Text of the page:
Isole Tremiti: The Pearls of the Adriatic

| Wed, 07/09/2014 - 07:03

An hour’s ferry ride from the port of Termoli, in the province of Foggia, just above the heel of Italy is a divers’ paradise known as Isole Tremiti. The archipelago is made up of five islands that are often referred to as the ‘Pearls of the Adriatic’, an odd epithet considering the name of these islands that form part of the Gargano National Park are named after their history of under-sea earthquakes and seismic activity: tremiti literally means quakes or tremors.

The beauty of the islands is juxtaposed with its chequered history. Julia the Younger (19BC – 29AD) was exiled to one of the islands by her grandfather, the Emperor Augustus, for having an affair with the Roman senator Decimus Junius Silanus. Charlemagne had his father-in-law sent here, after barbarically removing his eyes and limbs. During Benito Mussolini’s fascist regime, the islands were used for the internment of political prisoners and men accused of homosexuality.

Now, however, the islands are a thriving tourist attraction because of the many coves and grottoes and the clear waters that are ideal for snorkelling and scuba diving. One of the things that make these isles in the Adriatic so appealing is the absence of motor vehicles.

San Domino is the most developed of the islands and is perfect for coastline walks: it takes two hours to walk the length of the island, however for anyone wanting to get around by pedal power, there’s a bicycle hire establishment at Piazzetta San Domino.

For those wanting to relax, the island has the only sandy beach in the archipelago, at Cala Arena; but arrive early in summer as this is a very popular spot with visitors.

This island is a naturalist’s paradise, great swathes of land are covered by fragrant Aleppo pine and in the summer the abundance of flora can be breathtaking. Two popular tourist attractions are ‘The Elephant’, a great rock formation near Cala Matano that resembles a 20-meter-high pachyderm drinking from the sea, and the ‘Cave of Swallows’, where crystalline waters allow you to watch the fish below the surface and sea swallows swoop in to tend their nests in the spring. At Cala Zio Cesare, it is possible to dive to a Roman shipwreck that lies 24 metres down on the seabed.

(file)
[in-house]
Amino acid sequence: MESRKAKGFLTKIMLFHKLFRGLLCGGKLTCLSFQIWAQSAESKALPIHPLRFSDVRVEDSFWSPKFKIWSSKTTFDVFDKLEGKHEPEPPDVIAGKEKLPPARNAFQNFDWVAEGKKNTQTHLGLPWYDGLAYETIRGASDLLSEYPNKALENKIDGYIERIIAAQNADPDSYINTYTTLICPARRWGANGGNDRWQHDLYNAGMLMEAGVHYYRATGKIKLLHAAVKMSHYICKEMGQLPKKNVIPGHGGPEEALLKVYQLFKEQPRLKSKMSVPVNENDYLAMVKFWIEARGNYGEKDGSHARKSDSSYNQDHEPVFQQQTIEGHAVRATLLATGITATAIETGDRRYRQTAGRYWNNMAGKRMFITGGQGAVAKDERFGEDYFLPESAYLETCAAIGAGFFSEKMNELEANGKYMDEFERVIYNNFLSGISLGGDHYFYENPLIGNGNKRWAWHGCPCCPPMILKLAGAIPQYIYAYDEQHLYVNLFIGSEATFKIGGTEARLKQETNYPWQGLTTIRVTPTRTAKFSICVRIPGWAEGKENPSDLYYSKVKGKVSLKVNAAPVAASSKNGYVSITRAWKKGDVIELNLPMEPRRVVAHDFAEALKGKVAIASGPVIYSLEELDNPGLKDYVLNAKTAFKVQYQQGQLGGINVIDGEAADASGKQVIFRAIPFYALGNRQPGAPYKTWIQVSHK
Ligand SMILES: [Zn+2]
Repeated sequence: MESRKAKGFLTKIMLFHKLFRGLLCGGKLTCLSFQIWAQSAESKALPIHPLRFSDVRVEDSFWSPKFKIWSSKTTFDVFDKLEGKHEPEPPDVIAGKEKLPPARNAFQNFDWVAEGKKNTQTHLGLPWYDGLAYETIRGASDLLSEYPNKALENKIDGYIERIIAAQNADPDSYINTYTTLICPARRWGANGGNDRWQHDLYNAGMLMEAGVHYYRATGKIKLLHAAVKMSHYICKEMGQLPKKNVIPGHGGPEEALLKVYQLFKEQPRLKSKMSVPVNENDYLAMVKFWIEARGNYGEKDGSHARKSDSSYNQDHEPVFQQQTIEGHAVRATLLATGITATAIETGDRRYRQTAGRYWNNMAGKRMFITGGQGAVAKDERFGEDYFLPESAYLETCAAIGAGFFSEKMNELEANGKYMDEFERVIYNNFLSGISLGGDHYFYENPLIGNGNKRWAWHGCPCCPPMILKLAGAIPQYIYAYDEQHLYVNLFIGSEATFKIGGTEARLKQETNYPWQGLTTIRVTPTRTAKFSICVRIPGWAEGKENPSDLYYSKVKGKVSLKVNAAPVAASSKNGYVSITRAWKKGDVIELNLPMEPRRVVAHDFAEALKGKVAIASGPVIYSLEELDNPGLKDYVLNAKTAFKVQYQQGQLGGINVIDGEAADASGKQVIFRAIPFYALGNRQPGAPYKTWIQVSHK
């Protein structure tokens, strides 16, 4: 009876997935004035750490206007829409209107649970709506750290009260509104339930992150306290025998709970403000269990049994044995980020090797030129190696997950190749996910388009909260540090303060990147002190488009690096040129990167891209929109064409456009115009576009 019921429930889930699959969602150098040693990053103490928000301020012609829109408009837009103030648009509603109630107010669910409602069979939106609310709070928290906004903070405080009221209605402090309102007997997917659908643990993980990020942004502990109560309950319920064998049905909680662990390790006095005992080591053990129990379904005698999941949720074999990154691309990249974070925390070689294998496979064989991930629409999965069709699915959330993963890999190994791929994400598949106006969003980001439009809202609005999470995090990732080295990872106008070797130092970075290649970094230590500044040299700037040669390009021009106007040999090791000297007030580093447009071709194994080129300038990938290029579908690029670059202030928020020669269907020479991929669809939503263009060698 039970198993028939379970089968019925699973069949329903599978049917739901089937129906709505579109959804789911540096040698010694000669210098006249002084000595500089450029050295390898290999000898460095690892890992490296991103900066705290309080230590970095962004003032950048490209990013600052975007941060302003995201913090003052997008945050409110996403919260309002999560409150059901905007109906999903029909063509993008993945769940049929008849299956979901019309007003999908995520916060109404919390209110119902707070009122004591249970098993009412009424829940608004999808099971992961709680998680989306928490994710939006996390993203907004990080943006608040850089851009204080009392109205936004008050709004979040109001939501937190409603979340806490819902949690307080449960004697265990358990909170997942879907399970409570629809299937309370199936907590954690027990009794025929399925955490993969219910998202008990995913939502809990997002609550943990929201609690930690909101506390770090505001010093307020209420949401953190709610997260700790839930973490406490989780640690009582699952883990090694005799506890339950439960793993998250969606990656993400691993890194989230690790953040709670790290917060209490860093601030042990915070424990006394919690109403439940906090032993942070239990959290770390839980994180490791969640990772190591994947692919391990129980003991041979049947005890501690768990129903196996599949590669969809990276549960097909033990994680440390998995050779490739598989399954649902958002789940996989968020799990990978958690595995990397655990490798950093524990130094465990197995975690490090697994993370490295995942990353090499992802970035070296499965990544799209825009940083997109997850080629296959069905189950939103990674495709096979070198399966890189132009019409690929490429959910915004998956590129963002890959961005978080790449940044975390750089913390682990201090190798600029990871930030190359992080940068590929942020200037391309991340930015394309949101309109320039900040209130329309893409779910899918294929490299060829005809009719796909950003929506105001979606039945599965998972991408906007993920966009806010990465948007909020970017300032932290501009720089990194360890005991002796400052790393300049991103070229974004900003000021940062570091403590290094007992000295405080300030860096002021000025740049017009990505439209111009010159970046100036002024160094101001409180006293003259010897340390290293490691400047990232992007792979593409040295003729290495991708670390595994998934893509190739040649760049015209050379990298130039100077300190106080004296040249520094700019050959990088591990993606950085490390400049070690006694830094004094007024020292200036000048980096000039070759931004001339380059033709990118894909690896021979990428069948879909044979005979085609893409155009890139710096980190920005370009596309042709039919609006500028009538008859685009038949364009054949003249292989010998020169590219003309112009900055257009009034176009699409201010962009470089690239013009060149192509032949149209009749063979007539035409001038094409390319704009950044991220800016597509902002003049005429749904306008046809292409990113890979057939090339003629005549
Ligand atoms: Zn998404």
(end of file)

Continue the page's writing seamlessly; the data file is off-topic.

San Nicola is the most populated of the islands and the religious and historical centre of the archipelago; originally, it was the site of an ancient monastery where legend tells of violent storms breaking out to thwart anyone daring to remove the remains of a monk named Nicolò.

The 42-hectare island is considered by many scholars to be a natural open-air museum, where tourists can get lost among the fortifications as they wander through towers and monuments, including the pretty church of Santa Maria a Mare.

San Nicola is perfect for an afternoon get away from the tourists that flood onto San Domino for sunbathing and swimming; this said, there are still a small amount of hidden coves that are ideal for anyone wanting some ‘quiet time’ and the crystal clear sea makes for excellent swimming.

Although these two are the only inhabited islands, it is possible two visit the other three by boat, if only to take in the savage scenery or to scuba dive in the surrounding waters.

Cretaccio is little more than a 3.5 hectare mass of yellow clay and hardly worth stepping ashore, however from a passing boat its appeal lies within its rugged beauty that is sadly being eroded away.  

Capraia may be uninhabited, but makes for an interesting short visit. Smaller at just 45 acres, its natural architecture is perfect for photographers and videographers; in the early evening light, the deserted island takes on an eerie feel.

Pianosa is a desolate place a further 22km out to sea and lies low in the water, meaning much of it is hidden by the sea; due to this, it is devoid of any vegetation.

A good idea is to spend the morning visiting any of the uninhabited islands arriving back at either San Domino or San Nicola for lunch at one of the many bars and restaurants, before taking in the larger islands at a leisurely pace.

The Tremiti Islands are accessible by sea from Vasto (CH), Termoli (CB), Rodi Garganico (FG), Peschici (FG) and Vieste (FG). There are several operators providing pre-booked travel over the internet, but take time to shop around for a good deal and remember you can often get a better price on the day at the local booking offices.